by Cherish Collins
I’m not claustrophobic. I’m not… or wasn’t, but I’ve been stuck here for hours now and I’m starting to think I am. When I heard she died, I told myself I wasn’t going to come back here. She never treated me well in life so why would I honor her in death. I told myself that I hated her and didn’t care, but I’m here, in this house that has smelled like mildew and rotting wood since as long as I can remember. I’ve returned not for her but for my things, the stuff I left here when I fled, ran away from her and this place. I remember the smell as it accosts me when I walk in the door, the splintered wood on the stair rail. The small closet under the steps that I used to pretend was home to a dwarf from a fairy tale when I was still innocent. The small wooden door with the old, rusted, broken lock that got stuck if you closed it. The sacks of potatoes that always smelled like wet dirt. I remember the slanted ceiling in the small, cramped closet under the staircase. I could always hear her footsteps as she stomped up the stairs above that space. And sitting here, trapped, I remember why I left. I hear her footsteps. Her still yelling as she tells me to stay in here and think about what I had done, how I had upset her—I don’t know what I did. As I pull and push at the tiny door, I am 5 years old again, screaming for my mother to release me, telling her I’m sorry as the dust shifts from the floorboards and chokes me.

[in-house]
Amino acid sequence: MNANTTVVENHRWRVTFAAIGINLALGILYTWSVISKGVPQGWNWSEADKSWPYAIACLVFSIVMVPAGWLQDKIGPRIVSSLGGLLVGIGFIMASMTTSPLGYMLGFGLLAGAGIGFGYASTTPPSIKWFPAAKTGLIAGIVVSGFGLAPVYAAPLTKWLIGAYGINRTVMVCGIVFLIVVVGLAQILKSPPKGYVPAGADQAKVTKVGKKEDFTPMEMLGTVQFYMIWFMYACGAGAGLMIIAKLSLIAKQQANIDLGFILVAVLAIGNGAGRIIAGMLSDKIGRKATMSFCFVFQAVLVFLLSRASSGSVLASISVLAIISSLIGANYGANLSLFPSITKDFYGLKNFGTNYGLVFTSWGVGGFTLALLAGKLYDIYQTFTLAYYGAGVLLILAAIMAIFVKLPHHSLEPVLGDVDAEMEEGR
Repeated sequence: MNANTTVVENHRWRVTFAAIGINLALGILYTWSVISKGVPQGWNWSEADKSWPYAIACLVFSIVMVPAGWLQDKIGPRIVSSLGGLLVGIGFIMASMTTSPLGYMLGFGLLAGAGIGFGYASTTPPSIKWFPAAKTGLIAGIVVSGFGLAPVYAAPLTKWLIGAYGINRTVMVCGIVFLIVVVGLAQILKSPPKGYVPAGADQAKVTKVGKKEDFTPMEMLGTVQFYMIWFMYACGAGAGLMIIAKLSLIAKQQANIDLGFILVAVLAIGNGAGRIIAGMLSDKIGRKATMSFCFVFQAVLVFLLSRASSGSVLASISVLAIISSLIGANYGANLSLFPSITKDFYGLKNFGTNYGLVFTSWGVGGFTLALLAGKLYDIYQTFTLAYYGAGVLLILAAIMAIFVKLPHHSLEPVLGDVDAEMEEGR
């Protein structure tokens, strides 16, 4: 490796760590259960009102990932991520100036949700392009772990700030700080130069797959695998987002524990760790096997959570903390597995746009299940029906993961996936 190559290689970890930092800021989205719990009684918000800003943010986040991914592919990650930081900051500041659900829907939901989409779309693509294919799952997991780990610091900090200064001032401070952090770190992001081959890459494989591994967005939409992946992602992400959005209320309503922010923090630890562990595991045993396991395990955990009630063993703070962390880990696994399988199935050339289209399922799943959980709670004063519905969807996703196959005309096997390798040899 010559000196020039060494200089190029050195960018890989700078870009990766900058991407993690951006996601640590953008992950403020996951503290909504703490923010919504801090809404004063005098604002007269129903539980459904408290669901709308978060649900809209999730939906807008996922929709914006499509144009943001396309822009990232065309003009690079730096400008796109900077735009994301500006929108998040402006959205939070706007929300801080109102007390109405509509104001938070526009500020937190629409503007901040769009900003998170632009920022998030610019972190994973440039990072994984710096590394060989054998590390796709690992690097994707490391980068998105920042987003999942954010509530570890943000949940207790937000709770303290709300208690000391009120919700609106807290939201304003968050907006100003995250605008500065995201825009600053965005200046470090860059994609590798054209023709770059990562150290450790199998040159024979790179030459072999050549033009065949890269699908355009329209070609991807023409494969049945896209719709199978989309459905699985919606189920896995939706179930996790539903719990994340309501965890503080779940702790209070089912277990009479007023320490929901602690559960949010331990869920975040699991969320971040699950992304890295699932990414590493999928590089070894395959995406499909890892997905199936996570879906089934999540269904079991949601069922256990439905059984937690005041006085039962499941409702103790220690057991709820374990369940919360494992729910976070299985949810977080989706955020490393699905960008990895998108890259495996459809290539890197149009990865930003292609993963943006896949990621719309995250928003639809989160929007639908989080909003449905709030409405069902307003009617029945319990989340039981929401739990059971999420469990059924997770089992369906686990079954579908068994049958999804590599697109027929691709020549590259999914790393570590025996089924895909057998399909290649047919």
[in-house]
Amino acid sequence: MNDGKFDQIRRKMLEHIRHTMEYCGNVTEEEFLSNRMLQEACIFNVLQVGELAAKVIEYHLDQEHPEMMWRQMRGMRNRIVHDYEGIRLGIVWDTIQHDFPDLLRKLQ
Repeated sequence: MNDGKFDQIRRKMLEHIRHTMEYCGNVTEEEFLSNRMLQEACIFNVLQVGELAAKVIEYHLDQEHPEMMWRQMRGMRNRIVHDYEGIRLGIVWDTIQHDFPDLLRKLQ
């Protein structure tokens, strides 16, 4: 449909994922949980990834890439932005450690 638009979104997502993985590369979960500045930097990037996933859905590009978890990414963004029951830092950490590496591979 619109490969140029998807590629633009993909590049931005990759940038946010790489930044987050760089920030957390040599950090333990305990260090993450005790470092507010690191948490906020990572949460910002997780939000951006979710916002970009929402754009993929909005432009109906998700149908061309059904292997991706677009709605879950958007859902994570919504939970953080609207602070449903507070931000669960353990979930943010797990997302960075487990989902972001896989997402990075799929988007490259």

Cherish Collins is an African American writer and recent graduate of the University of Georgia with a double major in English with a creative writing focus and Russian language. She is currently pursuing her MFA in Creative Writing at UMass-Boston. Her work has previously been published in Aaduna magazine.
The hand-drawn image by Niick.Warr (Nicholas Warfield)
Photo image and author photo by Omotola Ajibade